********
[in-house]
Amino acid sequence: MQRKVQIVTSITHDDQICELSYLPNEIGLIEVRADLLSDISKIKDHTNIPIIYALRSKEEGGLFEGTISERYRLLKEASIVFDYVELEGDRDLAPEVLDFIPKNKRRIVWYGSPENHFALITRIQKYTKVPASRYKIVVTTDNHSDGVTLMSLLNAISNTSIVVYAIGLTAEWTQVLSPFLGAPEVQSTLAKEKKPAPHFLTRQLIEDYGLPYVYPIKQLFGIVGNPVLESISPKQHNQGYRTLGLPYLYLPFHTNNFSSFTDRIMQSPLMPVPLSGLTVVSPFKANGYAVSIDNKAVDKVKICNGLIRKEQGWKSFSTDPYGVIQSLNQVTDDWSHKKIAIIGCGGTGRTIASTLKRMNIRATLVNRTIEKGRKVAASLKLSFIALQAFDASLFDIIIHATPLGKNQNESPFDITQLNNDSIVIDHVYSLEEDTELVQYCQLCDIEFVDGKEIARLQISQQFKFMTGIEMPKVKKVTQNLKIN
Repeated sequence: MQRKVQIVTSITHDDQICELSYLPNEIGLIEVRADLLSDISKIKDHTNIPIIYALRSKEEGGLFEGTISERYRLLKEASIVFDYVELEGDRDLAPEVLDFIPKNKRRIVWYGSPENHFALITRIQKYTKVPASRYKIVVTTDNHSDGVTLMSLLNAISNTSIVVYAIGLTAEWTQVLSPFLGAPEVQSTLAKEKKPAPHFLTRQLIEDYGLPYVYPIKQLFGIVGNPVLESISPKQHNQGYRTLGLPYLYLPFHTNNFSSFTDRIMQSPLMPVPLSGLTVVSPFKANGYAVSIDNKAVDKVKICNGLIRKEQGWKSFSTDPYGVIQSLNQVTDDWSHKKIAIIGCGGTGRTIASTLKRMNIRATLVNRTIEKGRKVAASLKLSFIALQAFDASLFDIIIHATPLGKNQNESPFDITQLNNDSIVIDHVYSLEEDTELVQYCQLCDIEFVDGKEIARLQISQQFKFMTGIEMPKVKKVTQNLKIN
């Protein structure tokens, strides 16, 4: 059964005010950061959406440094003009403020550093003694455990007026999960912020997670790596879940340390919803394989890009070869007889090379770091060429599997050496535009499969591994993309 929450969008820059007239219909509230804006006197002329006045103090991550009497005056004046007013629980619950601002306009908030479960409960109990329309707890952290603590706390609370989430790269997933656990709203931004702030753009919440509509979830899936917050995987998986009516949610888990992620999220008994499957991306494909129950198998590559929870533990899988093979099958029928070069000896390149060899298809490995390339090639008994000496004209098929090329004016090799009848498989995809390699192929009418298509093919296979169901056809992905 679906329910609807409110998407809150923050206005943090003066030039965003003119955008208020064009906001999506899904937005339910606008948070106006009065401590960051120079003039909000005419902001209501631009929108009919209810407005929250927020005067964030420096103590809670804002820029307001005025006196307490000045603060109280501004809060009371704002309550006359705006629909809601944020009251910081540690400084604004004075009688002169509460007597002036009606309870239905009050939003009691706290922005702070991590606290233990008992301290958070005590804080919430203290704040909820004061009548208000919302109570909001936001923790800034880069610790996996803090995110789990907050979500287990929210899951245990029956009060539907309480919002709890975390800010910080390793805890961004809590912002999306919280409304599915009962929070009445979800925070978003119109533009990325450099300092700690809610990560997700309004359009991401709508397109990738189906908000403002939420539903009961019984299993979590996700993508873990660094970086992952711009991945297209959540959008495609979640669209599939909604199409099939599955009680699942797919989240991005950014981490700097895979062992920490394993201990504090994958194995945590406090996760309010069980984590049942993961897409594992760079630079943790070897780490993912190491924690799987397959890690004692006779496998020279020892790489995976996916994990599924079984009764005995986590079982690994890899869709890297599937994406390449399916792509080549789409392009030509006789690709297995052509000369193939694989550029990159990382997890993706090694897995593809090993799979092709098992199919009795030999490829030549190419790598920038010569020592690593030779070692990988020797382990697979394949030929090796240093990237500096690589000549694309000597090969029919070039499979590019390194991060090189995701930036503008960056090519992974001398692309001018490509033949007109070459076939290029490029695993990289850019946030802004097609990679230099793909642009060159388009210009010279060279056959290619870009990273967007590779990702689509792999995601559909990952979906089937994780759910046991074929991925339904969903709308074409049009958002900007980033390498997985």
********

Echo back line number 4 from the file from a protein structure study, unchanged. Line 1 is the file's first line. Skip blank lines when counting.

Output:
């Protein structure tokens, strides 16, 4: 059964005010950061959406440094003009403020550093003694455990007026999960912020997670790596879940340390919803394989890009070869007889090379770091060429599997050496535009499969591994993309 929450969008820059007239219909509230804006006197002329006045103090991550009497005056004046007013629980619950601002306009908030479960409960109990329309707890952290603590706390609370989430790269997933656990709203931004702030753009919440509509979830899936917050995987998986009516949610888990992620999220008994499957991306494909129950198998590559929870533990899988093979099958029928070069000896390149060899298809490995390339090639008994000496004209098929090329004016090799009848498989995809390699192929009418298509093919296979169901056809992905 679906329910609807409110998407809150923050206005943090003066030039965003003119955008208020064009906001999506899904937005339910606008948070106006009065401590960051120079003039909000005419902001209501631009929108009919209810407005929250927020005067964030420096103590809670804002820029307001005025006196307490000045603060109280501004809060009371704002309550006359705006629909809601944020009251910081540690400084604004004075009688002169509460007597002036009606309870239905009050939003009691706290922005702070991590606290233990008992301290958070005590804080919430203290704040909820004061009548208000919302109570909001936001923790800034880069610790996996803090995110789990907050979500287990929210899951245990029956009060539907309480919002709890975390800010910080390793805890961004809590912002999306919280409304599915009962929070009445979800925070978003119109533009990325450099300092700690809610990560997700309004359009991401709508397109990738189906908000403002939420539903009961019984299993979590996700993508873990660094970086992952711009991945297209959540959008495609979640669209599939909604199409099939599955009680699942797919989240991005950014981490700097895979062992920490394993201990504090994958194995945590406090996760309010069980984590049942993961897409594992760079630079943790070897780490993912190491924690799987397959890690004692006779496998020279020892790489995976996916994990599924079984009764005995986590079982690994890899869709890297599937994406390449399916792509080549789409392009030509006789690709297995052509000369193939694989550029990159990382997890993706090694897995593809090993799979092709098992199919009795030999490829030549190419790598920038010569020592690593030779070692990988020797382990697979394949030929090796240093990237500096690589000549694309000597090969029919070039499979590019390194991060090189995701930036503008960056090519992974001398692309001018490509033949007109070459076939290029490029695993990289850019946030802004097609990679230099793909642009060159388009210009010279060279056959290619870009990273967007590779990702689509792999995601559909990952979906089937994780759910046991074929991925339904969903709308074409049009958002900007980033390498997985």